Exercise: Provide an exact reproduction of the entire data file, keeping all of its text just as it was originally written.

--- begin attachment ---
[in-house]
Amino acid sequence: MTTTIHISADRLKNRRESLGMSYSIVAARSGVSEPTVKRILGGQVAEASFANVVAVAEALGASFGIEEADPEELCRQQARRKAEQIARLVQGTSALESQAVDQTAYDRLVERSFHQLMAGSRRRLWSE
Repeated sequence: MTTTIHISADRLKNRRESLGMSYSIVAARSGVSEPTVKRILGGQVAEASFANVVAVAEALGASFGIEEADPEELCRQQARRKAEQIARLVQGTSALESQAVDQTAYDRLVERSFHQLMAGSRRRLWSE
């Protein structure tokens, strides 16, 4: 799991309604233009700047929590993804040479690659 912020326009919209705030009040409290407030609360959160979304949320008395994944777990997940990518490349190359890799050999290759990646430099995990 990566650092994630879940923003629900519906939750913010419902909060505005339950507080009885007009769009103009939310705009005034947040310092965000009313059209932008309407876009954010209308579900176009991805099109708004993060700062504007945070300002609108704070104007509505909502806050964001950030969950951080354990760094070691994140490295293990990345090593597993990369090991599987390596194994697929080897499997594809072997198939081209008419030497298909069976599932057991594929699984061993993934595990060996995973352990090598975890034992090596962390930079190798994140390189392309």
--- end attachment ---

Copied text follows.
[in-house]
Amino acid sequence: MTTTIHISADRLKNRRESLGMSYSIVAARSGVSEPTVKRILGGQVAEASFANVVAVAEALGASFGIEEADPEELCRQQARRKAEQIARLVQGTSALESQAVDQTAYDRLVERSFHQLMAGSRRRLWSE
Repeated sequence: MTTTIHISADRLKNRRESLGMSYSIVAARSGVSEPTVKRILGGQVAEASFANVVAVAEALGASFGIEEADPEELCRQQARRKAEQIARLVQGTSALESQAVDQTAYDRLVERSFHQLMAGSRRRLWSE
């Protein structure tokens, strides 16, 4: 799991309604233009700047929590993804040479690659 912020326009919209705030009040409290407030609360959160979304949320008395994944777990997940990518490349190359890799050999290759990646430099995990 990566650092994630879940923003629900519906939750913010419902909060505005339950507080009885007009769009103009939310705009005034947040310092965000009313059209932008309407876009954010209308579900176009991805099109708004993060700062504007945070300002609108704070104007509505909502806050964001950030969950951080354990760094070691994140490295293990990345090593597993990369090991599987390596194994697929080897499997594809072997198939081209008419030497298909069976599932057991594929699984061993993934595990060996995973352990090598975890034992090596962390930079190798994140390189392309």